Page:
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Interdisciplinary Research Centre

Energy materials is a major Cambridge research activity with a large and cohesive research network that focusses on exploiting unexplored synergies between different energy fields for analysis, scientific understanding, and control of interfaces in energy devices. The Energy IRC provides the energy materials community with a forum for multidisciplinary scientific discussion of key cross-cutting scientific issues in energy research, and forging close links to industrial partners and supporters through which significant breakthroughs in mapping the potential performance trajectories of different technologies, novel device concepts, device performance, and discovery of new materials have been enabled.


An integrated science and engineering programme is required to meet the UK’s target of achieving net-zero emissions by 2050, exploiting the convergence of societal need, industrial pull and recent scientific advances to bring about an energy revolution. Cambridge’s well-established ecosystem across energy research, advanced characterisation and growth techniques, and strong relationships with industry can enable a new generation of better-performing and more reliable energy materials for applications such as high efficiency solar power, grid-scale energy storage, waste heat conversion, carbon capture, solar fuels and green hydrogen.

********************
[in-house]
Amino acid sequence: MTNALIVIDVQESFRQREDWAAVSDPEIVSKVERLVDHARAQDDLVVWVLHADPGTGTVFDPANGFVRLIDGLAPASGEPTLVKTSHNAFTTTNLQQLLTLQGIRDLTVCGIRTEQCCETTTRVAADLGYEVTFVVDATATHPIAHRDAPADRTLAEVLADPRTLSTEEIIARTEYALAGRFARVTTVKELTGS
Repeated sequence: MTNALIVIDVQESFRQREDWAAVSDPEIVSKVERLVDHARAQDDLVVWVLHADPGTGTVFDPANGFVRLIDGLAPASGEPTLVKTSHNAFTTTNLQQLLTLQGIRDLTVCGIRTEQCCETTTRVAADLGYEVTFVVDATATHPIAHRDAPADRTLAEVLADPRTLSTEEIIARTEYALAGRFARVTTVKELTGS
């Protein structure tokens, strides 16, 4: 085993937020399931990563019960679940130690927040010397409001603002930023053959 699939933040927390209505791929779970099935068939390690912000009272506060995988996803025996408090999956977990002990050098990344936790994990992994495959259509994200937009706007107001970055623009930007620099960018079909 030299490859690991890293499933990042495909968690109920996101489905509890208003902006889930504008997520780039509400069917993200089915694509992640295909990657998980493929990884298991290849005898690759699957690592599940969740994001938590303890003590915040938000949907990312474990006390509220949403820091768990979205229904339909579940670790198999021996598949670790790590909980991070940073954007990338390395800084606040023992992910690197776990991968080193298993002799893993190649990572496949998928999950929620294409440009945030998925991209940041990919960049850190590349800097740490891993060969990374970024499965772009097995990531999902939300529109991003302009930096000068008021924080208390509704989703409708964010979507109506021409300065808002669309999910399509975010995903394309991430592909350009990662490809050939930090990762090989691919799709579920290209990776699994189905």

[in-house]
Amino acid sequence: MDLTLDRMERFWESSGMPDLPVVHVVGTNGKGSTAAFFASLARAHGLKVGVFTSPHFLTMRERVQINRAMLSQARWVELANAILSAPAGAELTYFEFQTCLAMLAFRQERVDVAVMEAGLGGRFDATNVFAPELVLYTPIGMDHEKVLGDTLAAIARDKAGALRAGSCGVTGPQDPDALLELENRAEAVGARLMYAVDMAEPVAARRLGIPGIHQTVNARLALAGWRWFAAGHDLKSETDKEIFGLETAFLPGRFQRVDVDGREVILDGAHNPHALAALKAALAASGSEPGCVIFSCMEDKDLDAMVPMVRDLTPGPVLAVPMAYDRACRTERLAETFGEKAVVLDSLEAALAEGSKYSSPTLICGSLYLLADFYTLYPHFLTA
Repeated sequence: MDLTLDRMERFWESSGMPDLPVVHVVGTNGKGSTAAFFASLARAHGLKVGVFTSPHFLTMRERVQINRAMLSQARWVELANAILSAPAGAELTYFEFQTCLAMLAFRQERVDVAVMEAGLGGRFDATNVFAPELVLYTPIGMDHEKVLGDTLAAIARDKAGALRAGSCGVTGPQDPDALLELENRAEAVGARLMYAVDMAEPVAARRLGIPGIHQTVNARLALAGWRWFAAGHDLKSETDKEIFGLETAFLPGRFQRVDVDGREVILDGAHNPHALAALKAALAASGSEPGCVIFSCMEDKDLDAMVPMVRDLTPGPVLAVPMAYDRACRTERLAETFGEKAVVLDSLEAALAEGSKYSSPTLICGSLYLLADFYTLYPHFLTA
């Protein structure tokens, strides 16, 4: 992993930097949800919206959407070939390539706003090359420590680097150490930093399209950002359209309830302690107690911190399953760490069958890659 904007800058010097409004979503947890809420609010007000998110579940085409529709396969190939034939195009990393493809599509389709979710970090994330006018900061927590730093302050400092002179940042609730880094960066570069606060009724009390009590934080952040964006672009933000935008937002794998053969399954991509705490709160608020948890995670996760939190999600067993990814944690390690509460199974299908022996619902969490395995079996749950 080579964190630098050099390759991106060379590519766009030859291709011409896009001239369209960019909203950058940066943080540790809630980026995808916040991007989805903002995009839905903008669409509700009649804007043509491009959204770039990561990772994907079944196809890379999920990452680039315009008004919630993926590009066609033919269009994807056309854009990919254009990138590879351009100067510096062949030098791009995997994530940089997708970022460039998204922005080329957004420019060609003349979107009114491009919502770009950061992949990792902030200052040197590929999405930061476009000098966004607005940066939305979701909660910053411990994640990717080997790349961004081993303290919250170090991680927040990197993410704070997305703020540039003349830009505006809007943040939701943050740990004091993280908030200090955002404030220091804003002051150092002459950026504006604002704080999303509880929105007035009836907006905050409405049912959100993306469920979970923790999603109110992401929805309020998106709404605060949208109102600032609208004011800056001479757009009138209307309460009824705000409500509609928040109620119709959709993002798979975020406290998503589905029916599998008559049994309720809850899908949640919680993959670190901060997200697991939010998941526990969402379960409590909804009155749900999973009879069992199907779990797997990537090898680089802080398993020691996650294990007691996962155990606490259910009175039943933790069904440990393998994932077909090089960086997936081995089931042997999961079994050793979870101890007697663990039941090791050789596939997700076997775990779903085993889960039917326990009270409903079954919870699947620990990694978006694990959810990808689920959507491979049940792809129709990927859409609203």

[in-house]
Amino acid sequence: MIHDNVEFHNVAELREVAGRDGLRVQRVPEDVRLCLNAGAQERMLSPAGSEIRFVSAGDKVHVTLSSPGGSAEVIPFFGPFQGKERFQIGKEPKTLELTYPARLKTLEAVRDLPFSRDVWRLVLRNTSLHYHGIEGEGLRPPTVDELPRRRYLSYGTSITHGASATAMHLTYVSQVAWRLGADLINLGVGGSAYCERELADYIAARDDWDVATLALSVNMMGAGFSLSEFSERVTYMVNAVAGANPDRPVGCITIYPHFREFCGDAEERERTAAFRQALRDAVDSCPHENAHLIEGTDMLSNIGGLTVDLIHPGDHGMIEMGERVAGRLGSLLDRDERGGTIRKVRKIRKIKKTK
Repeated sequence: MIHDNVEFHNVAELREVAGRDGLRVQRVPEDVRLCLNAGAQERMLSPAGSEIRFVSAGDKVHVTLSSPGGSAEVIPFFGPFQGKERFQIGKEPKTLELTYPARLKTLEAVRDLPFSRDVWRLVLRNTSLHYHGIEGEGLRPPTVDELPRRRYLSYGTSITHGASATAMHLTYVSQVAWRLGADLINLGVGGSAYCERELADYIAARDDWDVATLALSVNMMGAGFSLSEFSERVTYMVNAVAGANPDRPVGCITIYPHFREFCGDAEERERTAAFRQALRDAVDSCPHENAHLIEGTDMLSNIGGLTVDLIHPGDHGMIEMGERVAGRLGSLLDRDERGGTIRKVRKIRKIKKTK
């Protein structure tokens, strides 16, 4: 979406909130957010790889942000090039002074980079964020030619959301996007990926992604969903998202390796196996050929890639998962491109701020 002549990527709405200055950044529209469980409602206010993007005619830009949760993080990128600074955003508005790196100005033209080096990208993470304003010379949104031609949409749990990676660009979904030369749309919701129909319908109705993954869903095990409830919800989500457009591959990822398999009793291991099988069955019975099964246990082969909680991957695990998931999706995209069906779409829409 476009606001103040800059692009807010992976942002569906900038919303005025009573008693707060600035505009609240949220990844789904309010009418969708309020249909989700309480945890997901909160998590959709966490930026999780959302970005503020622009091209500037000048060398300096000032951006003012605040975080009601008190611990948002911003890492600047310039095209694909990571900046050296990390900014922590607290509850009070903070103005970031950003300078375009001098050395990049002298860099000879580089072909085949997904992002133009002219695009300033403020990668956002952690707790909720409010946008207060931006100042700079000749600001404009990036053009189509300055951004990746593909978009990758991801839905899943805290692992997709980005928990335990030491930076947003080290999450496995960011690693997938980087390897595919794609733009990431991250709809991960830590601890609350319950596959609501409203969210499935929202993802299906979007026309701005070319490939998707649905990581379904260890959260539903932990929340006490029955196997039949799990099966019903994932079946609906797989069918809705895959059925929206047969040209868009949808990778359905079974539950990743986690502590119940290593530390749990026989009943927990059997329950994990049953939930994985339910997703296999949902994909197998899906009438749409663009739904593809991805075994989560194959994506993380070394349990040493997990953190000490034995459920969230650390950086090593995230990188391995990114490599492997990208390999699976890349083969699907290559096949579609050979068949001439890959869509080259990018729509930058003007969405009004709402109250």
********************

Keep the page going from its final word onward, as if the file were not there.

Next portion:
Energy generation and storage costs have greatly reduced in the past decade, primarily due to the energy efficiency and cost reduction of new solar and wind power generation, compared to fossil fuels, and due to the cost reduction of better materials and manufacturing at scale. There is still significant scope for improvements to be made in battery technologies (Faraday Institute, Energy Storage Supergen+, Centre of Advanced Materials for Integrated Energy Systems (CAM-IES)), solar cell efficiencies e.g. perovskite cells (Royce Institute), and new fuels, with the potential for these to be scaled up dramatically by 2050, to operate closer to the fundamental limits of performance.



Manufacturing & Transport

Heating/ Cooling Materials

Materials for Energy Efficiency